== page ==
October 9, 1935
Harvey A. Moyer, a prolific transportation entrepreneur who manufactured both horse-drawn carriages and luxury automobiles, died in Syracuse, New York, at the age of 62. Moyer, who had been born in the New York town of Clay in 1853, demonstrated a strong interest in creating vehicles relatively early on in life. When Moyer was only 13, he set up a carriage shop in his father’s orchard. It was there that he built his first carriage. It cost Clay four dollars to produce this carriage, and he sold it to an uncle for 10 times that amount.
Moyer eventually moved to Cicero, New York. With only 20 dollars in his pocket, he established the H.A. Moyer Carriage Company in that town in 1876. Moyer moved his company’s factory and equipment to Syracuse four years later. He gained international renown for the high quality of his company’s carriages, with a large number of those vehicles shipped overseas to Europe and South America. By 1907, the company was manufacturing more than 200 styles of carriages.
Moyer, leveraging both the considerable profits and sterling reputation he acquired from his longtime carriage-making efforts, expanded his company’s scope to include the production of automobiles starting in 1908. The enterprise was eventually renamed the H.A. Moyer Automobile Company.
The company’s motorized vehicles were likewise widely praised for the meticulous craftsmanship that went into making them. The Massachusetts-based Lowell Sun newspaper noted that an automobile “manufactured by H.A. Moyer, the celebrated carriage builder, is the result of 35 years of experience in the manufacture of high grade vehicles for pleasure use and combines all of the valuable features of that experience as to fine qualities, thorough proportion, elegant finish and design, together with thorough attention to every detail of construction.”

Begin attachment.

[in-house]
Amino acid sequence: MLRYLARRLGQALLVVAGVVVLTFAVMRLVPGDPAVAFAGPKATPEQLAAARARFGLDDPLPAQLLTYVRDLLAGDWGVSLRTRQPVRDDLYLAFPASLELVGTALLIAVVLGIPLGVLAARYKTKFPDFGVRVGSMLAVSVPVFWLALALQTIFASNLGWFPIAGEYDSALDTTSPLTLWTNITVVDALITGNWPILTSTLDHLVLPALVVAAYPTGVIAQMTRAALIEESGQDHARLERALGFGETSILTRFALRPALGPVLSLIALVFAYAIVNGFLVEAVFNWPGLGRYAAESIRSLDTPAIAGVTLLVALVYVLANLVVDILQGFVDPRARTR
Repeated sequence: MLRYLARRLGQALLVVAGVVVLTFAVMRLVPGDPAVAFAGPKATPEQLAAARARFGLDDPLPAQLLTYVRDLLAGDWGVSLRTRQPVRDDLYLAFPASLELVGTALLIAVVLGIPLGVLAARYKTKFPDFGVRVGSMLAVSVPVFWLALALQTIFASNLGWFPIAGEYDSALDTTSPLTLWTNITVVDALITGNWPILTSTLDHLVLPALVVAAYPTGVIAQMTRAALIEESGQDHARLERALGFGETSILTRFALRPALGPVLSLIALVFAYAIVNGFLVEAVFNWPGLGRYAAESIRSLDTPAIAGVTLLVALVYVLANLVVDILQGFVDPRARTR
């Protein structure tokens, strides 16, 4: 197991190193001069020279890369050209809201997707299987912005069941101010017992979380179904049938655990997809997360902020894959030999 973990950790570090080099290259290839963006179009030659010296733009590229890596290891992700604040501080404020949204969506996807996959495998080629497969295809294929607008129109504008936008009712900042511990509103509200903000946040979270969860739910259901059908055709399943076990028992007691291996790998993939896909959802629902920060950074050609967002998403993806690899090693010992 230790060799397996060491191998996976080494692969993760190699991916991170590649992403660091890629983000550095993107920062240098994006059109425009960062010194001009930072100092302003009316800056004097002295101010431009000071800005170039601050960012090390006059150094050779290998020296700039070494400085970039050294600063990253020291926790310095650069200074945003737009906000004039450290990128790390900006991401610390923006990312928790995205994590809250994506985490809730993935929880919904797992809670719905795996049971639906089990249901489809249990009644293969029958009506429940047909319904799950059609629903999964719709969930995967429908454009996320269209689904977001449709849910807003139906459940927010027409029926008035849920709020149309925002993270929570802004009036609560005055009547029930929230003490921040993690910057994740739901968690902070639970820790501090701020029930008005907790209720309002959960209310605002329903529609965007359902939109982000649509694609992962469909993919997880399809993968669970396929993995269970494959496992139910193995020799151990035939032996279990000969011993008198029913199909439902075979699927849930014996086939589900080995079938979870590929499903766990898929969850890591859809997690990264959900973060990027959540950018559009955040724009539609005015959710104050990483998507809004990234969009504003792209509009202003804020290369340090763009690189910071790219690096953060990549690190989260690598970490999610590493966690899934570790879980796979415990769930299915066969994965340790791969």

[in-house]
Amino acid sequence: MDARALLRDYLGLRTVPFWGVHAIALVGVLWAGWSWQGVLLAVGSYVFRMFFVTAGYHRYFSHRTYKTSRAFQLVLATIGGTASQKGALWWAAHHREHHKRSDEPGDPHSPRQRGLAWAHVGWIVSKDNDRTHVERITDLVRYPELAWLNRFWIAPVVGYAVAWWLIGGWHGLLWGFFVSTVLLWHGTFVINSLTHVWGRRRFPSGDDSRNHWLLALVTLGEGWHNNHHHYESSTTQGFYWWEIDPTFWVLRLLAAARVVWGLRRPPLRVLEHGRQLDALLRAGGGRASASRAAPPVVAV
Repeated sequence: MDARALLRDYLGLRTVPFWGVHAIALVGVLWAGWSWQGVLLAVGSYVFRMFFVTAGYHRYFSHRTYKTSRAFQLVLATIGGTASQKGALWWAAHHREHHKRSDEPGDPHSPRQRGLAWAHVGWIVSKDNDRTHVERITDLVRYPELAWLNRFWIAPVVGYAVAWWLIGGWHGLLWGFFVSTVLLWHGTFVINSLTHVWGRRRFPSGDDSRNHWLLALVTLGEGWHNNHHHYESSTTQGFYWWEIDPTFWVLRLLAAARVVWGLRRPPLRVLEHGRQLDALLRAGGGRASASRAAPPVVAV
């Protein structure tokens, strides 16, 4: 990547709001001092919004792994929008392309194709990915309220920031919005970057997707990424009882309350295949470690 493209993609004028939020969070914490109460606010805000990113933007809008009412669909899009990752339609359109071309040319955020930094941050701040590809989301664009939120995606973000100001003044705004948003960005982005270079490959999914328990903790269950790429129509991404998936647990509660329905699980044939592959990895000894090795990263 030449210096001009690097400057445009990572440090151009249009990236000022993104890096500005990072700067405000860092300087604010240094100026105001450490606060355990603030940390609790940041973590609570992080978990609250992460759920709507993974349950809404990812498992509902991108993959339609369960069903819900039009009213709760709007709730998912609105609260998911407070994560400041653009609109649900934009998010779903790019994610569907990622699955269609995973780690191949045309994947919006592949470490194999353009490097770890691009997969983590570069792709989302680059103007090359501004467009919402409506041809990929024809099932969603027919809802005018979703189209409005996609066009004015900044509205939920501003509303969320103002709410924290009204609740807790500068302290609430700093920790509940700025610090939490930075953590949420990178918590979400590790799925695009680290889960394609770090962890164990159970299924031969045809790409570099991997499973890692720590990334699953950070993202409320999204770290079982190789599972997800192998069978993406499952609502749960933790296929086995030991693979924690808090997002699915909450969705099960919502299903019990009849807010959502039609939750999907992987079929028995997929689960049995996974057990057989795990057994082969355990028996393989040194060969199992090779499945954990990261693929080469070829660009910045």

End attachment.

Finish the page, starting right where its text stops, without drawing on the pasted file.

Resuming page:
The company, which was headquartered at Wolf and Park Streets in Syracuse, built approximately 100 automobiles per year. By 1912, the H.A. Moyer Automobile Company’s prestigious models included six-cylinder, four-door touring cars. Moyer also played a pioneering role when it came to the uses of the “horseless carriage.” He developed one of the earliest automobile hearses, for example, and also provided the Syracuse police department with its first motorized morgue wagon.
In addition, Moyer proved to have a great deal of marketing savvy when it came to promoting his company’s products far and wide. He participated extensively in automobile shows to highlight his latest motorized offerings. He also put his quick wit and penchant for catchy phrases to effective use by coming up with the advertisement slogan “All roads are level to a Moyer.”
Ultimately, however, Moyer encountered major financial setbacks by not updating his company’s automobile manufacturing practices from a customized approach to operations that relied instead on mass production. His company went out of business in 1915, and Moyer subsequently worked as a dealer for the Velie Motor Vehicle Company and fellow automobile manufacturer F.B. Stearns Company.
For more information on Henry A. Moyer and his contributions to transportation, please check out https://en.wikipedia.org/wiki/H._A._Moyer_(automobile)